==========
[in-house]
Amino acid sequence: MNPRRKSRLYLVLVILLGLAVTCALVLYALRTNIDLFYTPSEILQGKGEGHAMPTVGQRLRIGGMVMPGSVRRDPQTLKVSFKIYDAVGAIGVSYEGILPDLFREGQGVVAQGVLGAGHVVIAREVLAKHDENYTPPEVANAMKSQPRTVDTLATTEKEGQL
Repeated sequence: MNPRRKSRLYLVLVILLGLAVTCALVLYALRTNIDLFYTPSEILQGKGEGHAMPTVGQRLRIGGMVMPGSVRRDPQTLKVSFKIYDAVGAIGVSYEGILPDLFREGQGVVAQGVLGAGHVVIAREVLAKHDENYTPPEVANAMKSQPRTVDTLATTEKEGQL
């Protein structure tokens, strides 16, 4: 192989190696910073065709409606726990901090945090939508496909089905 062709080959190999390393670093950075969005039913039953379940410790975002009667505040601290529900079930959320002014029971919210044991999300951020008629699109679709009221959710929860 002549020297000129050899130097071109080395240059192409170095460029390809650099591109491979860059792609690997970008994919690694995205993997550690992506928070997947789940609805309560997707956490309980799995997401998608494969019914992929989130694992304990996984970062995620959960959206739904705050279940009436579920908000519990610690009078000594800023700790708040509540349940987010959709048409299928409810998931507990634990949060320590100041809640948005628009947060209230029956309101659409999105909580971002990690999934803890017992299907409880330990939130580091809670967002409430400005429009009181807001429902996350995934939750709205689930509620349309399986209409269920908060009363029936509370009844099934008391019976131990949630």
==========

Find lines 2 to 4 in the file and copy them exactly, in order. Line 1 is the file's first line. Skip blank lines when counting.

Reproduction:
Amino acid sequence: MNPRRKSRLYLVLVILLGLAVTCALVLYALRTNIDLFYTPSEILQGKGEGHAMPTVGQRLRIGGMVMPGSVRRDPQTLKVSFKIYDAVGAIGVSYEGILPDLFREGQGVVAQGVLGAGHVVIAREVLAKHDENYTPPEVANAMKSQPRTVDTLATTEKEGQL
Repeated sequence: MNPRRKSRLYLVLVILLGLAVTCALVLYALRTNIDLFYTPSEILQGKGEGHAMPTVGQRLRIGGMVMPGSVRRDPQTLKVSFKIYDAVGAIGVSYEGILPDLFREGQGVVAQGVLGAGHVVIAREVLAKHDENYTPPEVANAMKSQPRTVDTLATTEKEGQL
């Protein structure tokens, strides 16, 4: 192989190696910073065709409606726990901090945090939508496909089905 062709080959190999390393670093950075969005039913039953379940410790975002009667505040601290529900079930959320002014029971919210044991999300951020008629699109679709009221959710929860 002549020297000129050899130097071109080395240059192409170095460029390809650099591109491979860059792609690997970008994919690694995205993997550690992506928070997947789940609805309560997707956490309980799995997401998608494969019914992929989130694992304990996984970062995620959960959206739904705050279940009436579920908000519990610690009078000594800023700790708040509540349940987010959709048409299928409810998931507990634990949060320590100041809640948005628009947060209230029956309101659409999105909580971002990690999934803890017992299907409880330990939130580091809670967002409430400005429009009181807001429902996350995934939750709205689930509620349309399986209409269920908060009363029936509370009844099934008391019976131990949630």